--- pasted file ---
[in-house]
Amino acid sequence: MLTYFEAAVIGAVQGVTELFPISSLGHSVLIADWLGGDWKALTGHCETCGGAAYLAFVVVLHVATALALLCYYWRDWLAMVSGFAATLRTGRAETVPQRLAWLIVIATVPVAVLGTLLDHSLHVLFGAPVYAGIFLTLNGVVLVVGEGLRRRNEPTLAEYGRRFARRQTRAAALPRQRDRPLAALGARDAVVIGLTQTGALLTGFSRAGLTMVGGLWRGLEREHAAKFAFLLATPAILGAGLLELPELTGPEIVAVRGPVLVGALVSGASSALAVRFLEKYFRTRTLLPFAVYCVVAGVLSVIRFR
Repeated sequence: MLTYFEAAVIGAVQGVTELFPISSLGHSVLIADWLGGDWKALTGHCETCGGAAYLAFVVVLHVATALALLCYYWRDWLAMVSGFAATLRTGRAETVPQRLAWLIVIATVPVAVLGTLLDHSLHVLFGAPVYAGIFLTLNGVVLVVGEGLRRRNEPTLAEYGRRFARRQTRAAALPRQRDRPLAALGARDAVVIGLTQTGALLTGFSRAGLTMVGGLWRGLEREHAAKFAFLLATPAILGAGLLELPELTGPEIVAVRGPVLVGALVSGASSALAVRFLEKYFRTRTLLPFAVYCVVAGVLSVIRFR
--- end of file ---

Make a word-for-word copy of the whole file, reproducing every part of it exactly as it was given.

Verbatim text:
[in-house]
Amino acid sequence: MLTYFEAAVIGAVQGVTELFPISSLGHSVLIADWLGGDWKALTGHCETCGGAAYLAFVVVLHVATALALLCYYWRDWLAMVSGFAATLRTGRAETVPQRLAWLIVIATVPVAVLGTLLDHSLHVLFGAPVYAGIFLTLNGVVLVVGEGLRRRNEPTLAEYGRRFARRQTRAAALPRQRDRPLAALGARDAVVIGLTQTGALLTGFSRAGLTMVGGLWRGLEREHAAKFAFLLATPAILGAGLLELPELTGPEIVAVRGPVLVGALVSGASSALAVRFLEKYFRTRTLLPFAVYCVVAGVLSVIRFR
Repeated sequence: MLTYFEAAVIGAVQGVTELFPISSLGHSVLIADWLGGDWKALTGHCETCGGAAYLAFVVVLHVATALALLCYYWRDWLAMVSGFAATLRTGRAETVPQRLAWLIVIATVPVAVLGTLLDHSLHVLFGAPVYAGIFLTLNGVVLVVGEGLRRRNEPTLAEYGRRFARRQTRAAALPRQRDRPLAALGARDAVVIGLTQTGALLTGFSRAGLTMVGGLWRGLEREHAAKFAFLLATPAILGAGLLELPELTGPEIVAVRGPVLVGALVSGASSALAVRFLEKYFRTRTLLPFAVYCVVAGVLSVIRFR